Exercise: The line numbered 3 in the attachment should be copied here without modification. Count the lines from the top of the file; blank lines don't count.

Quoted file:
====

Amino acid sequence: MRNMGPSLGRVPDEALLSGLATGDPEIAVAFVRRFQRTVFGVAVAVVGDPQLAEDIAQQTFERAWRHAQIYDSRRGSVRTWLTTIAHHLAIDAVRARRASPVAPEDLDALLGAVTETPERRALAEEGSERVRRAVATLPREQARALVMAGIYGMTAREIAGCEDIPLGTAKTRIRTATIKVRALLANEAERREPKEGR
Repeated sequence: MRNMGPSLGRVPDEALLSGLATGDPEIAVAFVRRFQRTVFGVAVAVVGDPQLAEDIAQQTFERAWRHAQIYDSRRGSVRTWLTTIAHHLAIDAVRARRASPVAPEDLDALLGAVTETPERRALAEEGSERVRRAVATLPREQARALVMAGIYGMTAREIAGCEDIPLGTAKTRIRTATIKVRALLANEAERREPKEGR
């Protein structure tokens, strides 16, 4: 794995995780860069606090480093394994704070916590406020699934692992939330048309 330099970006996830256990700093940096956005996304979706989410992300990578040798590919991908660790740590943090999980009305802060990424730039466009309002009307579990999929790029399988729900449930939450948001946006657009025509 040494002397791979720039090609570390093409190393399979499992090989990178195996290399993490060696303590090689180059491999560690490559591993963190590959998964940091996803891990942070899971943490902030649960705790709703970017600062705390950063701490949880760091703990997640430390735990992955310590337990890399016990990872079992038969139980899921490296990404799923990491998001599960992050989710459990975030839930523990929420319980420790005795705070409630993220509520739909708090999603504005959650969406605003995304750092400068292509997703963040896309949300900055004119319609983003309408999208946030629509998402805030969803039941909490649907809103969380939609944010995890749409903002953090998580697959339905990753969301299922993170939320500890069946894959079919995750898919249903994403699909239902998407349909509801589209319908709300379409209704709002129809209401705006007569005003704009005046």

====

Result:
């Protein structure tokens, strides 16, 4: 794995995780860069606090480093394994704070916590406020699934692992939330048309 330099970006996830256990700093940096956005996304979706989410992300990578040798590919991908660790740590943090999980009305802060990424730039466009309002009307579990999929790029399988729900449930939450948001946006657009025509 040494002397791979720039090609570390093409190393399979499992090989990178195996290399993490060696303590090689180059491999560690490559591993963190590959998964940091996803891990942070899971943490902030649960705790709703970017600062705390950063701490949880760091703990997640430390735990992955310590337990890399016990990872079992038969139980899921490296990404799923990491998001599960992050989710459990975030839930523990929420319980420790005795705070409630993220509520739909708090999603504005959650969406605003995304750092400068292509997703963040896309949300900055004119319609983003309408999208946030629509998402805030969803039941909490649907809103969380939609944010995890749409903002953090998580697959339905990753969301299922993170939320500890069946894959079919995750898919249903994403699909239902998407349909509801589209319908709300379409209704709002129809209401705006007569005003704009005046």